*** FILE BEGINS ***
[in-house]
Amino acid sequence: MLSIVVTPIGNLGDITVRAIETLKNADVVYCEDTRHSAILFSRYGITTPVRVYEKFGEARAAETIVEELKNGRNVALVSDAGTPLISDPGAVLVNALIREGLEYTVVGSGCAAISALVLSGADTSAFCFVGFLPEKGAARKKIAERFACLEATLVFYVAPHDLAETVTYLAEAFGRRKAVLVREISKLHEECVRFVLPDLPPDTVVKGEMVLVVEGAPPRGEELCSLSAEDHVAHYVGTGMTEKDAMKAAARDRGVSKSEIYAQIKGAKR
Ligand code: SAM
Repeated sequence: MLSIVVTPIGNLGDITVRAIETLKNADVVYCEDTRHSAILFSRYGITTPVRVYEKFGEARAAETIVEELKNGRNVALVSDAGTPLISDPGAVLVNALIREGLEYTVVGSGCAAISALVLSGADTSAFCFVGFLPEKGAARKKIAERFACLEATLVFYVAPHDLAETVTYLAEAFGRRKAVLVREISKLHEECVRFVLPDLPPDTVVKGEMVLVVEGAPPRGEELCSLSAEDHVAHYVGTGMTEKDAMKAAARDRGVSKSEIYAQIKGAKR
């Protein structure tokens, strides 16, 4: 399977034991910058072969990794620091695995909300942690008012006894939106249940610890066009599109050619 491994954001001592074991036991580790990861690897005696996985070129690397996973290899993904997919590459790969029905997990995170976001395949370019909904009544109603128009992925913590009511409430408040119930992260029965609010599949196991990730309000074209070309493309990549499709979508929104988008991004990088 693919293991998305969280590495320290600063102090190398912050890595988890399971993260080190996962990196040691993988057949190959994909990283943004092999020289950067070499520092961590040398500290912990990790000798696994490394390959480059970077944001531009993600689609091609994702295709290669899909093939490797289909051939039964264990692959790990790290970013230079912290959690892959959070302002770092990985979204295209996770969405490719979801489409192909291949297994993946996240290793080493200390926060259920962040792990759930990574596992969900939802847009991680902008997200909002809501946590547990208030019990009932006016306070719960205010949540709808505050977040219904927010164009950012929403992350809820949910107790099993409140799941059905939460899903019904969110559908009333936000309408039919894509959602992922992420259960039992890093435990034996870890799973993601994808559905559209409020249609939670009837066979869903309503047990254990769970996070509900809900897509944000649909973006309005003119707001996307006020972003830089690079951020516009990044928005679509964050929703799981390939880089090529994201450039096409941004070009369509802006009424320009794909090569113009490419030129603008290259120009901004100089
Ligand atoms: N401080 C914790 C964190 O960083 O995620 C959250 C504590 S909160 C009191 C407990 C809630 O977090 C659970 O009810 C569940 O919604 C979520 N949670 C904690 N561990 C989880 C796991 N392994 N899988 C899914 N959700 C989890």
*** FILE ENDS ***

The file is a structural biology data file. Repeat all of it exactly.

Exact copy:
[in-house]
Amino acid sequence: MLSIVVTPIGNLGDITVRAIETLKNADVVYCEDTRHSAILFSRYGITTPVRVYEKFGEARAAETIVEELKNGRNVALVSDAGTPLISDPGAVLVNALIREGLEYTVVGSGCAAISALVLSGADTSAFCFVGFLPEKGAARKKIAERFACLEATLVFYVAPHDLAETVTYLAEAFGRRKAVLVREISKLHEECVRFVLPDLPPDTVVKGEMVLVVEGAPPRGEELCSLSAEDHVAHYVGTGMTEKDAMKAAARDRGVSKSEIYAQIKGAKR
Ligand code: SAM
Repeated sequence: MLSIVVTPIGNLGDITVRAIETLKNADVVYCEDTRHSAILFSRYGITTPVRVYEKFGEARAAETIVEELKNGRNVALVSDAGTPLISDPGAVLVNALIREGLEYTVVGSGCAAISALVLSGADTSAFCFVGFLPEKGAARKKIAERFACLEATLVFYVAPHDLAETVTYLAEAFGRRKAVLVREISKLHEECVRFVLPDLPPDTVVKGEMVLVVEGAPPRGEELCSLSAEDHVAHYVGTGMTEKDAMKAAARDRGVSKSEIYAQIKGAKR
């Protein structure tokens, strides 16, 4: 399977034991910058072969990794620091695995909300942690008012006894939106249940610890066009599109050619 491994954001001592074991036991580790990861690897005696996985070129690397996973290899993904997919590459790969029905997990995170976001395949370019909904009544109603128009992925913590009511409430408040119930992260029965609010599949196991990730309000074209070309493309990549499709979508929104988008991004990088 693919293991998305969280590495320290600063102090190398912050890595988890399971993260080190996962990196040691993988057949190959994909990283943004092999020289950067070499520092961590040398500290912990990790000798696994490394390959480059970077944001531009993600689609091609994702295709290669899909093939490797289909051939039964264990692959790990790290970013230079912290959690892959959070302002770092990985979204295209996770969405490719979801489409192909291949297994993946996240290793080493200390926060259920962040792990759930990574596992969900939802847009991680902008997200909002809501946590547990208030019990009932006016306070719960205010949540709808505050977040219904927010164009950012929403992350809820949910107790099993409140799941059905939460899903019904969110559908009333936000309408039919894509959602992922992420259960039992890093435990034996870890799973993601994808559905559209409020249609939670009837066979869903309503047990254990769970996070509900809900897509944000649909973006309005003119707001996307006020972003830089690079951020516009990044928005679509964050929703799981390939880089090529994201450039096409941004070009369509802006009424320009794909090569113009490419030129603008290259120009901004100089
Ligand atoms: N401080 C914790 C964190 O960083 O995620 C959250 C504590 S909160 C009191 C407990 C809630 O977090 C659970 O009810 C569940 O919604 C979520 N949670 C904690 N561990 C989880 C796991 N392994 N899988 C899914 N959700 C989890």